TSD develops and maintains internationally accepted reference methods for protein, oil, moisture, starch, and mycotoxins, and develops and maintains references for visual inspection. The Division develops, adapts, and evaluates quality assessment methods for applicability and suitability for the official inspection systems. TSD develops and maintains the official visual inspection methods, such as damage, class, appearance and all other visually determined quality attributes. The Division provides centralized quality processes for visual inspection and official tests such as protein, oil, and mycotoxins. TSD maintains GIPSA's official equipment standards and provides the focal point of the check testing of official inspection equipment such as moisture meters, test weight devices, dockage machines, and sieves. It also operates a nationwide program to accredit private testing labs conducting DNA-based testing for biotechnology derived grains and verify the performance of rapid tests for biotechnology derived grains. TSD performs the technical investigation of discrepancies reported by importing countries on the quality of U.S. exports and conducts collaborative studies and sample exchange activities with importers. TSD plays a major role in surveys to collect market information about the quality of U.S. grain exports. Finally, TSD provides technical training and educational materials for the official inspection system and, upon request, to interested parties in the U.S. grain industry. The Division conducts educational programs on GIPSA's role in international grain commerce and U.S. quality standards and testing procedures for international trade teams that visit the United States.
The Litigation and Economic Analysis Division (LEAD) is located in Washington, DC. LEAD supports enforcement of the Packers and Stockyards Act in at least five ways. It reviews investigation reports and prepares sanction analyses. It works with the Office of the General Counsel (OGC) to negotiate settlements. LEAD assists OGC with preparation for hearing and witness testimony. It leads rulemaking initiatives under the Packers and Stockyards Act. It reviews industry data and summarizes it for inclusion in various reports. It maintains the automated case management system and standard operating procedures for the Packers and Stockyards Program. LEAD supplies the industry and the public with notice of posted stockyards and news releases regarding enforcement actions taken. It publishes information brochures, bonding information and lists of suspended registrants. LEAD also carries out the Clear Title provisions of the Food Security Act of 1985 on behalf of the Secretary of Agriculture.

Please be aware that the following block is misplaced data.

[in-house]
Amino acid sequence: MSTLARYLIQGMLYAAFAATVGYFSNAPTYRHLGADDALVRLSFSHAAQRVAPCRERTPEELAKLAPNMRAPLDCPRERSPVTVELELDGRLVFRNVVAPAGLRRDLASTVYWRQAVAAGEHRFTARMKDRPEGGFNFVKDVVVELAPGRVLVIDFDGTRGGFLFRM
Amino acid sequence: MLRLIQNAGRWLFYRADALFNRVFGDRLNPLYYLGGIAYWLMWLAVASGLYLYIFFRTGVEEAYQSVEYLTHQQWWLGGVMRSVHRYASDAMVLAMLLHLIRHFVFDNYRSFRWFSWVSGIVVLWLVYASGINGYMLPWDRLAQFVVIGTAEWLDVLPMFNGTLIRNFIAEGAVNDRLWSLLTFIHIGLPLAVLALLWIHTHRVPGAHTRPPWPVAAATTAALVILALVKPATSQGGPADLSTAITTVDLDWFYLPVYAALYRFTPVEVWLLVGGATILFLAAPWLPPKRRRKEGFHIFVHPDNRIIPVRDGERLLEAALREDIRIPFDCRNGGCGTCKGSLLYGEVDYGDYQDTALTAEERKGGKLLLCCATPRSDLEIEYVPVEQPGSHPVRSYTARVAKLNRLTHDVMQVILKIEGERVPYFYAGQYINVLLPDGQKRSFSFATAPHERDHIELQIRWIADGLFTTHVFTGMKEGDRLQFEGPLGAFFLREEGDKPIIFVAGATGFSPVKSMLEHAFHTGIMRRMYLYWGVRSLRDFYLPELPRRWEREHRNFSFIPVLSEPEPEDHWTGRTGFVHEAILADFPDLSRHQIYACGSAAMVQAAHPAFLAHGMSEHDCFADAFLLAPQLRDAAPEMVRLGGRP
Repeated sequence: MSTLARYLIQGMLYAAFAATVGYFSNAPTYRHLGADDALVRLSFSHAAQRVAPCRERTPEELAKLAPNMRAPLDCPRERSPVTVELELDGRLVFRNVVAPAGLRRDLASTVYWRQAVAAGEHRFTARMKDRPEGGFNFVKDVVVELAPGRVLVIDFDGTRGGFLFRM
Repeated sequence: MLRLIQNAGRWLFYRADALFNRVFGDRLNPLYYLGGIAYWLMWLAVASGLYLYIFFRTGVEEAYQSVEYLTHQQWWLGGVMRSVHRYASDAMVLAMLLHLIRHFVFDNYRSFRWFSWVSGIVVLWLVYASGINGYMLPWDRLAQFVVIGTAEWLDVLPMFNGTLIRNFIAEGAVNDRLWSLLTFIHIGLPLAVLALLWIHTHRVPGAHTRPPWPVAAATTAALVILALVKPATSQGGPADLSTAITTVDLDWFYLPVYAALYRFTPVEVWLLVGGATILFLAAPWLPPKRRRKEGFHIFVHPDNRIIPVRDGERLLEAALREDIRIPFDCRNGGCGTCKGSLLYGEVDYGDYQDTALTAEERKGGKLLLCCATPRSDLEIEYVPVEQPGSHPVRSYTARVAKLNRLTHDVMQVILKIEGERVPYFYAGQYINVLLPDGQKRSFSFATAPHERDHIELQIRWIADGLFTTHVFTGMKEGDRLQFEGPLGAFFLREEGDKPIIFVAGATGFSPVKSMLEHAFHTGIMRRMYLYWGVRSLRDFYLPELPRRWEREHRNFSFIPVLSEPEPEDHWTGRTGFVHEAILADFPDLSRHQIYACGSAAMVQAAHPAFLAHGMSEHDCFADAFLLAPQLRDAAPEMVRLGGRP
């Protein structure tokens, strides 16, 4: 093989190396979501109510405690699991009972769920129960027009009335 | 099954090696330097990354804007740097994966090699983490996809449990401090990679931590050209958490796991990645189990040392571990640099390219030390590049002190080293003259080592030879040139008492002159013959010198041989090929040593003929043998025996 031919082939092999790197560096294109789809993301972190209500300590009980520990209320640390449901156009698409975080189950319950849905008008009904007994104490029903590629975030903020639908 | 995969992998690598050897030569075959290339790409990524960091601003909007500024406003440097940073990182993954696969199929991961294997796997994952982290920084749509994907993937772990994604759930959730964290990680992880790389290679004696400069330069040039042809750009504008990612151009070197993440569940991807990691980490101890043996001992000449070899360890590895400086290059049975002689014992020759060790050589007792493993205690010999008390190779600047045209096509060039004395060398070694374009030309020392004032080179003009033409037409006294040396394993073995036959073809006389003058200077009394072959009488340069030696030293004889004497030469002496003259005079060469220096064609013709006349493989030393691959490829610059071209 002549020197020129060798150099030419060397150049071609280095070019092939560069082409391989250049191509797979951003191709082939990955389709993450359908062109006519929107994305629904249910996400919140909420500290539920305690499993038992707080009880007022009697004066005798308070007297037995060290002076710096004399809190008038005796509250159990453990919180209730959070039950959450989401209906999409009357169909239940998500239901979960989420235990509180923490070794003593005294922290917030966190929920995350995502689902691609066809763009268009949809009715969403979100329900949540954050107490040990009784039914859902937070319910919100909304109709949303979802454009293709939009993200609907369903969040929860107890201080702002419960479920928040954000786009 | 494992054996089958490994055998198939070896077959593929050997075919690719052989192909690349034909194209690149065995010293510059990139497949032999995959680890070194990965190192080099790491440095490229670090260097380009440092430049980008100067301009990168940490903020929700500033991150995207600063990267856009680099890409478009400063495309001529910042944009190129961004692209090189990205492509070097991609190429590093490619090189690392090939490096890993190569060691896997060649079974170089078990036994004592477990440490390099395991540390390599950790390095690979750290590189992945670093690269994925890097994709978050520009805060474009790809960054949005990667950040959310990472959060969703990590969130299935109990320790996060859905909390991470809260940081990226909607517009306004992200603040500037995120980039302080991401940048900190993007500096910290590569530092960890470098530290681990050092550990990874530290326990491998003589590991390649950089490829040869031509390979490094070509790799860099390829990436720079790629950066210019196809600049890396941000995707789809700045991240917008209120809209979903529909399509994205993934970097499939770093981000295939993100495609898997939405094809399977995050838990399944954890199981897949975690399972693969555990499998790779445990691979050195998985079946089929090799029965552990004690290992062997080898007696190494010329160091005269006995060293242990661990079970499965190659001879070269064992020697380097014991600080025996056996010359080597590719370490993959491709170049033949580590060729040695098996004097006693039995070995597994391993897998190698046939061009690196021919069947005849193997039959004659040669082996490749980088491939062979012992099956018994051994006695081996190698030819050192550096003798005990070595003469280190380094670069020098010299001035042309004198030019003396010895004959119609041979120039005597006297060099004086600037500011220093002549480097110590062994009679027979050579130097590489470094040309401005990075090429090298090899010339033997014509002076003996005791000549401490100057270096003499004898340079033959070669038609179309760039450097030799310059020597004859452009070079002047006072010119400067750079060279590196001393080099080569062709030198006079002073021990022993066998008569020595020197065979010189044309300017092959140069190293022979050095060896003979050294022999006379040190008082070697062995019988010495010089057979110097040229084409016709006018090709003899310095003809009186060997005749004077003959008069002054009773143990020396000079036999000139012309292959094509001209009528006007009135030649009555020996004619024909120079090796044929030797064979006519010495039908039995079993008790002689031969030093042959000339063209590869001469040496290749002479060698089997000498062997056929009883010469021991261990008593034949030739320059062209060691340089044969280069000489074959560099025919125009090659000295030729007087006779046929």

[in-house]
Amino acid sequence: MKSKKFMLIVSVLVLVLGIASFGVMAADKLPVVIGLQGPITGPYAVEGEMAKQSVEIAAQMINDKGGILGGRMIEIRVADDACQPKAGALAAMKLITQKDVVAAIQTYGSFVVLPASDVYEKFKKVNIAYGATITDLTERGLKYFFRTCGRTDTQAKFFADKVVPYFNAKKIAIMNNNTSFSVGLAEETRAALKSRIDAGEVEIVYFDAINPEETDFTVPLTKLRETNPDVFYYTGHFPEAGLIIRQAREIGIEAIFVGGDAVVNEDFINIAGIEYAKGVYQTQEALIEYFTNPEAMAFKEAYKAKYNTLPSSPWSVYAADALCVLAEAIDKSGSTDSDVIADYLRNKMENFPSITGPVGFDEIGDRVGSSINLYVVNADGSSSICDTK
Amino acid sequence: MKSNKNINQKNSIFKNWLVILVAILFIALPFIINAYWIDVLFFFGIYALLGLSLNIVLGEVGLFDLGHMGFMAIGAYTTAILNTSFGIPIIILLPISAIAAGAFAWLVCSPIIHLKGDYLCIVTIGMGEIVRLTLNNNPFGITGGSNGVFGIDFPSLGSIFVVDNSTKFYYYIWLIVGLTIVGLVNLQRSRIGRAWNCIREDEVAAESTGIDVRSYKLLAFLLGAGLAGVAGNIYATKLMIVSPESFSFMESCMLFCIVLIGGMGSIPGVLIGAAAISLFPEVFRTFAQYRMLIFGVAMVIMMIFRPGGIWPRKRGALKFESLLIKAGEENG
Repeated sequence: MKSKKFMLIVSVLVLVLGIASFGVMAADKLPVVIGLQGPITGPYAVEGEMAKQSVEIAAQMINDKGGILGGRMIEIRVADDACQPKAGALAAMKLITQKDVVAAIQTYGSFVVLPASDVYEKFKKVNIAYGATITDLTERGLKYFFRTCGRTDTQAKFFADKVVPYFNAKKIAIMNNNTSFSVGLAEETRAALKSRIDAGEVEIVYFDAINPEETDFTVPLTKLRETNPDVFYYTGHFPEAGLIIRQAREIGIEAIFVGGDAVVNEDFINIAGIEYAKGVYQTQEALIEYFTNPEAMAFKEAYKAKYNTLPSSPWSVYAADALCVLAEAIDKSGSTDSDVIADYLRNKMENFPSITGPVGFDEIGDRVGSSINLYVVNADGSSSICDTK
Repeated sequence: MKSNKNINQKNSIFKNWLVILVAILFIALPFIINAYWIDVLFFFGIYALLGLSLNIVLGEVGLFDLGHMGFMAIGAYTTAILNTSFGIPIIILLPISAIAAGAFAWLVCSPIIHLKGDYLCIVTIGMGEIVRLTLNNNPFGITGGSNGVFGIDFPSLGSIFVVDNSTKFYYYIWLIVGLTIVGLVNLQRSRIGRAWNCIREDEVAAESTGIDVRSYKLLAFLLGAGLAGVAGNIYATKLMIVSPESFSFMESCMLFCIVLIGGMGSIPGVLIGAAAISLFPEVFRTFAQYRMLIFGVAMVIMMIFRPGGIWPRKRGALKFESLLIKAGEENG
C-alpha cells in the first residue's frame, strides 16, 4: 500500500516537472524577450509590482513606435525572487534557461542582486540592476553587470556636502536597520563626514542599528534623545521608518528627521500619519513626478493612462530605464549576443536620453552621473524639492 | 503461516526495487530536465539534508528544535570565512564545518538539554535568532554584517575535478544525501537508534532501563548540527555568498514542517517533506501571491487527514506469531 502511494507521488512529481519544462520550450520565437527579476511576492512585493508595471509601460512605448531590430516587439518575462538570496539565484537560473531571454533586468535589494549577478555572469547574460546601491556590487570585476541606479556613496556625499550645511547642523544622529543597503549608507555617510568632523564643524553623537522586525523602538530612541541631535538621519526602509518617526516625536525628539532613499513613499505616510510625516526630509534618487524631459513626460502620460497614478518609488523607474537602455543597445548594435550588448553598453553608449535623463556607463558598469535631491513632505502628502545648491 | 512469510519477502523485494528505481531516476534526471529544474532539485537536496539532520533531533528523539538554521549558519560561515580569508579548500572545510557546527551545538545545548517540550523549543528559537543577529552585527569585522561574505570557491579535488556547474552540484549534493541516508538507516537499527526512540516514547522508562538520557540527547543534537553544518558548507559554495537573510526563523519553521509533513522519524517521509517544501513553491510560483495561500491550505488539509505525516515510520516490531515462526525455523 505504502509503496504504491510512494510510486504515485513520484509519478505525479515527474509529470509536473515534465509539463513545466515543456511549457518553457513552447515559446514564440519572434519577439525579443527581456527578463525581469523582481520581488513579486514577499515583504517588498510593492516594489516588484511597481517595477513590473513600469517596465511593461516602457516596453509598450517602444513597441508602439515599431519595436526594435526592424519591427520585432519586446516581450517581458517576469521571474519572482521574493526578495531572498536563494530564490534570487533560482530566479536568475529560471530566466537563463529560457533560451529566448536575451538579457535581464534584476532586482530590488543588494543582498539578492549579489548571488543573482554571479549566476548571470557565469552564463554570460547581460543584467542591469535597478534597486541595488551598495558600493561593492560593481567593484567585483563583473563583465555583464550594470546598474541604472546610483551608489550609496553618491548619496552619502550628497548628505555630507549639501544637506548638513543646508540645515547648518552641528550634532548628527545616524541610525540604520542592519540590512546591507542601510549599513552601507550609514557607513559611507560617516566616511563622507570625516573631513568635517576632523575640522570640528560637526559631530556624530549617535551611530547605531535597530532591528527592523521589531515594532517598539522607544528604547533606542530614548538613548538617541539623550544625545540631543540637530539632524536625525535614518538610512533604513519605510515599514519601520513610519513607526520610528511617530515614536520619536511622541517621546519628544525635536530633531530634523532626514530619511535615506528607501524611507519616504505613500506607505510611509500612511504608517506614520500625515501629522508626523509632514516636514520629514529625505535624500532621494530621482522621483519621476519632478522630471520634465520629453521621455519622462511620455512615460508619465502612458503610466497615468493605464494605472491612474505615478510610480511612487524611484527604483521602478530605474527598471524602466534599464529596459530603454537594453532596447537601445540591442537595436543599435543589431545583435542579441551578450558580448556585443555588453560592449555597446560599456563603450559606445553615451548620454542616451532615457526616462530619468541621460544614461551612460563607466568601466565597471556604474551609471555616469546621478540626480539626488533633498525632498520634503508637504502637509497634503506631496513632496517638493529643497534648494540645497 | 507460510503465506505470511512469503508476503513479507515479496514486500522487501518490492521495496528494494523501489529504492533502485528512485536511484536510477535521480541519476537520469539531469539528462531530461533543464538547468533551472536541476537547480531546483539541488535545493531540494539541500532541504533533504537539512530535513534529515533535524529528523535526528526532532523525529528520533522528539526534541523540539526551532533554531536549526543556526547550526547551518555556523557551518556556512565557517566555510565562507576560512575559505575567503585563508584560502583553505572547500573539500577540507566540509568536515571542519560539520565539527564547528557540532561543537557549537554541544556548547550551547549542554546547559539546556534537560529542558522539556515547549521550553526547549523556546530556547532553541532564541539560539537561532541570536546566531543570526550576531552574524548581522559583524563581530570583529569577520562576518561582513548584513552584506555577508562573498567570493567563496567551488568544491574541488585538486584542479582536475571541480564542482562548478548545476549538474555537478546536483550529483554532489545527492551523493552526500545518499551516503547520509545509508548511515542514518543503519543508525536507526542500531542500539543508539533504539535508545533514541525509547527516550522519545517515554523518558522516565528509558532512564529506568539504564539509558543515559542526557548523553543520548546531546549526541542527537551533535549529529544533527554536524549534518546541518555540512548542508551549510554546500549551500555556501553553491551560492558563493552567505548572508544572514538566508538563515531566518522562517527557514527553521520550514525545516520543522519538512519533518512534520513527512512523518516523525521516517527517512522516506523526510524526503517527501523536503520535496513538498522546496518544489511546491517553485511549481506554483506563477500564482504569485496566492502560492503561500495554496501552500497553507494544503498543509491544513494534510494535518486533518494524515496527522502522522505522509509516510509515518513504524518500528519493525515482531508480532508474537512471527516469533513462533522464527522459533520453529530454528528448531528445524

The Regional Offices of the P&SP are located in Atlanta, Georgia; Denver, Colorado; and Des Moines, Iowa. The regional offices are located near concentrations of livestock and poultry production and slaughter. These offices are supported by a network of P&SP agents located throughout the United States. Each office manages P&SP's regulatory compliance; investigation; and enforcement activities within the assigned region. Each office also collects and analyzes information collection forms completed and filed by persons subject to the P&S Act; answers inquiries about how to comply with the requirements or preserve rights under the P&S Act and regulations; serves subpoenas duces tecum; conducts regulatory compliance activities and investigations of persons subject to the P&S Act and regulations; collects evidence and develops reports to document reparation complaints and other alleged violations of the P&S Act; provides witnesses to testify on behalf of GIPSA in legal proceedings under the P&S Act; and engages in industry outreach.